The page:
Many people wonder, “What is SR 22 insurance?” In reality, SR 22 insurance is not insurance at all. A SR 22 is a certificate filed with the Department of Motor Vehicles by an insurance company on a driver’s behalf. When a driver has become a high-risk driver for multiple tickets, several accidents, or DUI offenses, the court will often require that the driver obtain high-risk auto insurance. The insurance carrier must then file the SR 22 with the DMV as a confirmation that the policy holder’s insurance is sufficient to cover the driver an accident happens in the future.
An insurance company generally files the SR 22 for three consecutive years. The purpose of the SR 22 certification is to monitor the driver and make sure that he or she maintains financial responsibility in the form of adequate car insurance coverage. If the driver does not maintain adequate car insurance, perhaps by failing to pay the premiums, the insurance company will cancel the SR 22 certification by filing an SR 26.
Are There Any States that Do Not Require SR 22s?
Only two states, New York and North Carolina, do not utilize SR 22 filings. These states do not require drivers to have their insurance companies file SR 22s with each state’s Department of Motor Vehicles. However, most states do require the SR 22 certification for the following infractions:
- A citation for driving without insurance coverage
- Lack of insurance coverage at the time of an accident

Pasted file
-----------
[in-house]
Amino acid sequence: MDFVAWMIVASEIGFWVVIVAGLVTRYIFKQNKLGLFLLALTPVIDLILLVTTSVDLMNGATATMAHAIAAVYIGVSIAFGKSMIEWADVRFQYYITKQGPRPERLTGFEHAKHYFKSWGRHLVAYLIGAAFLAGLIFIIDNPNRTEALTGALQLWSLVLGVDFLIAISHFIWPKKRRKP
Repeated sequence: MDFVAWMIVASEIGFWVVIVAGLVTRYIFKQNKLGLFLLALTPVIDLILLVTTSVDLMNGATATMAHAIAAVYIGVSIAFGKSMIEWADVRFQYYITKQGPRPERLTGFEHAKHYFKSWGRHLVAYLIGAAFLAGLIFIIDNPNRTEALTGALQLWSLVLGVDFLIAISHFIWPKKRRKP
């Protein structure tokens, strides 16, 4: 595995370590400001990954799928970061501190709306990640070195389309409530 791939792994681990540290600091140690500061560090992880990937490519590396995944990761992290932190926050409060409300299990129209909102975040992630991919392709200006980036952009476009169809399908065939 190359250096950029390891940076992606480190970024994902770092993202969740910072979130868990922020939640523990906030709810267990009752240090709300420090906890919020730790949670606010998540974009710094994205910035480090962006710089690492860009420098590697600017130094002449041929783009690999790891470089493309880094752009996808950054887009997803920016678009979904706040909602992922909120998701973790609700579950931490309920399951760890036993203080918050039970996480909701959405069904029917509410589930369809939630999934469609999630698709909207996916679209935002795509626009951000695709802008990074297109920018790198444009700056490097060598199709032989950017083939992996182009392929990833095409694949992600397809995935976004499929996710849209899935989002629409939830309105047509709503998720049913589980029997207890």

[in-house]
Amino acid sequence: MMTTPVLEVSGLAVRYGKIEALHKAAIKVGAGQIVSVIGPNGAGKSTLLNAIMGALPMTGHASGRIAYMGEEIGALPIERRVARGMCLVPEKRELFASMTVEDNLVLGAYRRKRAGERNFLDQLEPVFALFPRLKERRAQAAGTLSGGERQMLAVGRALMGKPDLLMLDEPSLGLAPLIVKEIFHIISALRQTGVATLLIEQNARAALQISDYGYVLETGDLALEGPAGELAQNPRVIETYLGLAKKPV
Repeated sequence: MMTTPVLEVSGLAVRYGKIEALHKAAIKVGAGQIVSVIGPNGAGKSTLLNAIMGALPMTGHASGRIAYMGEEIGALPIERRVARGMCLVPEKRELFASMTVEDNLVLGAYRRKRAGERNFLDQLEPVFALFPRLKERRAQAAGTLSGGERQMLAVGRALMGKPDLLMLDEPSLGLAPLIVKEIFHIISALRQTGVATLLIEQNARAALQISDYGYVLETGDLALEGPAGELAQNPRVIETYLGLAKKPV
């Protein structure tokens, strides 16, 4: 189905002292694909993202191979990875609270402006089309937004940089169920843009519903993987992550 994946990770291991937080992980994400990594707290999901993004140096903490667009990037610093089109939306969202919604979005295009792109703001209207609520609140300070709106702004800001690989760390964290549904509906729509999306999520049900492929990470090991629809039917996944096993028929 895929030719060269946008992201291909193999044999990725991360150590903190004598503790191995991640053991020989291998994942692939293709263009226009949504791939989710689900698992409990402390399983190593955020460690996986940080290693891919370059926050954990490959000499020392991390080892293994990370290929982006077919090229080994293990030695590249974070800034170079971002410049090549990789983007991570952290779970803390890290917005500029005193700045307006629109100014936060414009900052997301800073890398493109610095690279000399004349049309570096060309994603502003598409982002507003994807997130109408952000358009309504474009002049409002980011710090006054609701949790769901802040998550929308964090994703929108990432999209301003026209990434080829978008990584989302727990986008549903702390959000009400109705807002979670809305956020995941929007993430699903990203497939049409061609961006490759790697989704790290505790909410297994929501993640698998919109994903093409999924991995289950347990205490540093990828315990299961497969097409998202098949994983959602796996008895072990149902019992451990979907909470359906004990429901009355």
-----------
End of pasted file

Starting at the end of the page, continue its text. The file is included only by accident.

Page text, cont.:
- A major conviction such as a DUI or reckless driving conviction
- A license suspension
- Unsatisfied judgments
If a driver committed one of those infractions, the state may require the driver to maintain a state-mandated minimum amount of insurance coverage in order to legally drive on the roads. Each car insurance company should be able to explain the various coverage options available to satisfy the SR 22 requirements. In most cases, the car insurance company will notify the driver if coverage must increase to satisfy the state’s legal requirements.
How Much Does it Cost to File a SR 22?
In most cases, there is no additional charge for asking the insurance company to file the SR 22 on the driver’s behalf. However, if driver had been convicted of an offense such as a DUI, the insurance company will likely consider that person to be a high-risk driver and increase the insurance rates accordingly. In some cases, the auto insurance provider might charge a fee twice per year to keep the driver’s SR 22 filings up to date with the DMV. The driver should check with the insurance company to find out if the company charges a fee to file the SR 22 with the DMV.
The term “SR 22 insurance” describes the high-risk insurance that a driver must carry. However, the SR 22 is not part of the insurance policy — rather, the SR 22 is certified proof that the driver has sufficient insurance as required by law.